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Biren Kumar Basak: The master weaver who hand weaves epics in sarees

Septuagenarian Biren Kumar Basak re-started his career to weave epics and tell stories about the Indian tribes and backward communities in a saree in Phulia, Bengal

Septuagenarian Biren Kumar Basak is a weaver from the Nadia district in West Bengal. He was awarded the highest civilian award Padma Shri, this year.

He began his career in the 1970s after the family migrated to India during partition in 1962. The family decided to settle in Phulia in Bengal‘s Nadia district, known as the hub of weavers. Biren Basak followed his father’s footsteps, a master weaver of Tangail and Jamdani sarees. “We are a family of hereditary weavers. No one taught us weaving like done in some modern training centres,” he said.

Biren Basak’s humble beginnings

The Padma Shri awardee started working when he was eight years old. He learnt the art to weave sarees on a pick-loom using cotton yarn borrowed from his father. “In 1975, my brother and I used to travel to Kolkata to sell our sarees door-to-door. We used to visit a house and first explain to them about Jamdani Tant sarees, which was a not-so-popular form of Tant sarees in those days,” he added.

At 12 years of age, he started weaving Tangail sarees using attachments and traditional borders like lotus, lamb, and vine patterns alongside fish-skin patterns and sold his first saree for just 60 rupees. “In the 1970s, a 10,000 buti or 8,000 buti (design variants of Tant sarees) would sell between 200 rupees and 300 rupees,” he said.

His hard work paid off. He soon set up his shop in South Kolkata with his brother, Dhiren Kumar Basak. But after few years, he returned to Phulia and set up his loom with eight staff members and decided to re-invent Tangail Jamdani Tant sarees.

The beginning of Biren Basak and Company

Weaver Biren Basak set up his company in 1987 and trained his weavers in different techniques of weaving Tangail Jamdani sarees. “I have taught people from backward classes that later aided to their financial stability,” Biren Kumar Basak said.

The prices of Biren Basak sarees start from 5,000 rupees to 5 lakh rupees. “My sarees are costlier than others due to fine quality of raw fabric and intricate handwork,” Basak said.

His sarees are different from the traditional Tangail Jamdani Tants. They depict epics, stories about the tribal culture, nature and others. “The art of storytelling in a saree is unique and has fetched us Padma Shri, this year. We also got the award for generating employment,” he added.

The minimum daily wage of a weaver working in Biren Basak and Company is 500 rupees and goes up to 1,500 rupees. “Most of our sarees have intricate thread work and requires master weaver. Therefore, weavers of my organization are paid better than others,” he said. Currently, they have 5,000 weavers, of which 2,000 are female weavers.

Usually, Biren Kumar Basak selects the best weavers from the lot (master weavers) and makes them in-charge of a cluster of looms. “A master weaver here is in-charge of a minimum of 50-100 looms. We give them everything, from threads to the design of the sarees. We have around 300-400 master weavers,” he said.

“The main reason for having mills in the backward region is to stop others from making cheap copies of our designs in silk and polyester fabric,” Basak said while talking about the location of his looms. Most of his handlooms are located in the interior and hard-to-reach places like Bonga.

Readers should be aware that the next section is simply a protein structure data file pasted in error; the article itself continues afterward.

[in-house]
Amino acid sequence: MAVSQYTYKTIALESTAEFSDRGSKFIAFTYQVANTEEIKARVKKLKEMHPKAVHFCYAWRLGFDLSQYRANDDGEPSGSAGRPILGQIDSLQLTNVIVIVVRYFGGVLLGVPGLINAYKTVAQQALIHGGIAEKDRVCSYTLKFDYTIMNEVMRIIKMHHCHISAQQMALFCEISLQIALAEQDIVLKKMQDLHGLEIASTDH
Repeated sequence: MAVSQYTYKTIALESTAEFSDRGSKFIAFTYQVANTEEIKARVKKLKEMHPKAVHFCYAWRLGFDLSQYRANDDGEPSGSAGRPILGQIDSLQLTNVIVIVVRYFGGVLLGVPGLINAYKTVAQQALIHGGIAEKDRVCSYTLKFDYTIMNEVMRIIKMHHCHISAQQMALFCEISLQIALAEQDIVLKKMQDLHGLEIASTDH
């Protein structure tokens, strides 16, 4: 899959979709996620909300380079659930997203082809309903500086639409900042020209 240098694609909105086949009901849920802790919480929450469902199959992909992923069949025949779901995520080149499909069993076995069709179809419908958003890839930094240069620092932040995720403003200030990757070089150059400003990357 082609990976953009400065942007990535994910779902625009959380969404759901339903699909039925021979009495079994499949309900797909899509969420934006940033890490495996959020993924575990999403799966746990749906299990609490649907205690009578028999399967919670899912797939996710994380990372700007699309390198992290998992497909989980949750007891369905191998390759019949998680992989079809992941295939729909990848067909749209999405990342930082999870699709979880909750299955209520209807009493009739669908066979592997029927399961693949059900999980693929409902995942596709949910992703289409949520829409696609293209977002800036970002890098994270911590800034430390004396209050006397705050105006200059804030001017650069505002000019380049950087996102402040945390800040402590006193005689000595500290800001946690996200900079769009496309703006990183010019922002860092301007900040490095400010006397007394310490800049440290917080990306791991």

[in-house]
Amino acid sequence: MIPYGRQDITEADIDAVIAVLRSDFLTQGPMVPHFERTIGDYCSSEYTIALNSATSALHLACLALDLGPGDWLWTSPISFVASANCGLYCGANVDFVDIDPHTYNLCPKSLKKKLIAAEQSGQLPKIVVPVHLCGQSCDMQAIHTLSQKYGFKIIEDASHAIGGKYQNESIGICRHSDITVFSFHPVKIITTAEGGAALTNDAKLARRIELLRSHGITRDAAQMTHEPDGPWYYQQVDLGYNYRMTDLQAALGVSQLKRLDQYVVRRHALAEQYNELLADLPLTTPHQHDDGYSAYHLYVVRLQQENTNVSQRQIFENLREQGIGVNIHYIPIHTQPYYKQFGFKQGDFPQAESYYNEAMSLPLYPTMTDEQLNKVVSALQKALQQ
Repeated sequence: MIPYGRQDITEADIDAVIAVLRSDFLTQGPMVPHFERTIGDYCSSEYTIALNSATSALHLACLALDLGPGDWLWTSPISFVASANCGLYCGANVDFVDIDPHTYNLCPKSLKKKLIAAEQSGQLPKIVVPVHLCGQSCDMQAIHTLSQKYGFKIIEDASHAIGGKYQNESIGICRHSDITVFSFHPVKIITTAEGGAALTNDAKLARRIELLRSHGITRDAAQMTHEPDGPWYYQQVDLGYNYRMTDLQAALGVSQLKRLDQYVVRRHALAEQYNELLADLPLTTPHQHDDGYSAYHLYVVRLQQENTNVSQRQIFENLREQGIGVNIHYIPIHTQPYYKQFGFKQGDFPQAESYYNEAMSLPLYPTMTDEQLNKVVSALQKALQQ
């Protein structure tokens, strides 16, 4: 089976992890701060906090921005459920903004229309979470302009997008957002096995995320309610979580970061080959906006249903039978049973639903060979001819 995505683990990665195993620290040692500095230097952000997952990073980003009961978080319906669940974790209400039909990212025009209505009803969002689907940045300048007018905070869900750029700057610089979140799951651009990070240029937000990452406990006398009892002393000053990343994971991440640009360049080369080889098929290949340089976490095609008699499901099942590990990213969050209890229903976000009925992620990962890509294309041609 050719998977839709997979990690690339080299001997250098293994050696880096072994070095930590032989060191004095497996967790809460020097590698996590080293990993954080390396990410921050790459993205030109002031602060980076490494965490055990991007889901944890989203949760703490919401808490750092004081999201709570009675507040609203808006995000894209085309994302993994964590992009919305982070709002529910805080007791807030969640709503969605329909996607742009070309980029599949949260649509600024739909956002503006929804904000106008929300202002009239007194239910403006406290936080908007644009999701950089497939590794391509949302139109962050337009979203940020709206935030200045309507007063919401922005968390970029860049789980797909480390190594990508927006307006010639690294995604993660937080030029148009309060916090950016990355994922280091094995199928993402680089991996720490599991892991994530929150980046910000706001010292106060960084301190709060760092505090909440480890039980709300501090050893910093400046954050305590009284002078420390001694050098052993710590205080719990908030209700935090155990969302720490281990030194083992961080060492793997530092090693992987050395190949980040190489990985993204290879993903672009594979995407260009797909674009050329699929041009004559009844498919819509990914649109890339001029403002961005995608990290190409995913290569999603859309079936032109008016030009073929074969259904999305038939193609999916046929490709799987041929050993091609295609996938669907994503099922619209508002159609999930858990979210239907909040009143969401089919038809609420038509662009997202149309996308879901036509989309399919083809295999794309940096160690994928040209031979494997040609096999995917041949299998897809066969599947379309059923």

Biren Kumar Basak: The master weaver who hand weaves epics in sarees
A story of Bengal village in a saree

Not only sarees, but they also make antique decorative showstoppers like wall hangings and others. The price of wall hangings ranges between 50,000 rupees and one lakh.

The art of weaving Tant sarees

Weaving a Tant saree has multiple lengthy steps. The primary step is sketching the designs. “My designing team and I sit together and first draw them on paper. Each element of the design is deliberated upon for days before finalizing them,” he said.

The next step involves selecting colours and analysing the type of fabric that can carry the weight of the design. “Till now, I have to remember the colour wheel and entire range of colour combinations,” Biren Basak said.

Biren Kumar Basak: The master weaver who hand weaves epics in sarees
The design of a saree border by Biren Kumar Basak

A colour wheel consists of three primary colours, three secondary colours and six tertiary colours for endless colour combinations. “Most of the saree designs are handmade. They are first drawn and painted by hand for approval. The designs of Jamdani Kurtas and other dress materials are done digitally,” a store employee said while showing the design room.

They are then sent to the weavers with the thread, who requires between six months and two years to weave.

What’s next?

A passionate artist and a master weaver have faced significant losses during the Covid lockdown. More than him, his weavers were affected. But sticking true to his traditional designs has helped him to bounce back. “We haven’t achieved pre-Covid sales, but the figures are good enough. It is almost 60% to 70% of a pre-Covid level,” he added.

Biren Kumar Basak now plans to set up a Tant Museum. “I have been collecting pieces now for the museum. People can now come and see the evolution of this artwork,” Biren Kumar Basak concluded the chat.

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Sayantika Bhowal

Sayantika Bhowal is a news connoisseur who is particularly interested in politics and human interest stories. She holds a PGDM degree in journalism from the Asian College Of Journalism. An avid reader, Sayantika spends her time painting pictures and eating Mughlai cuisine.
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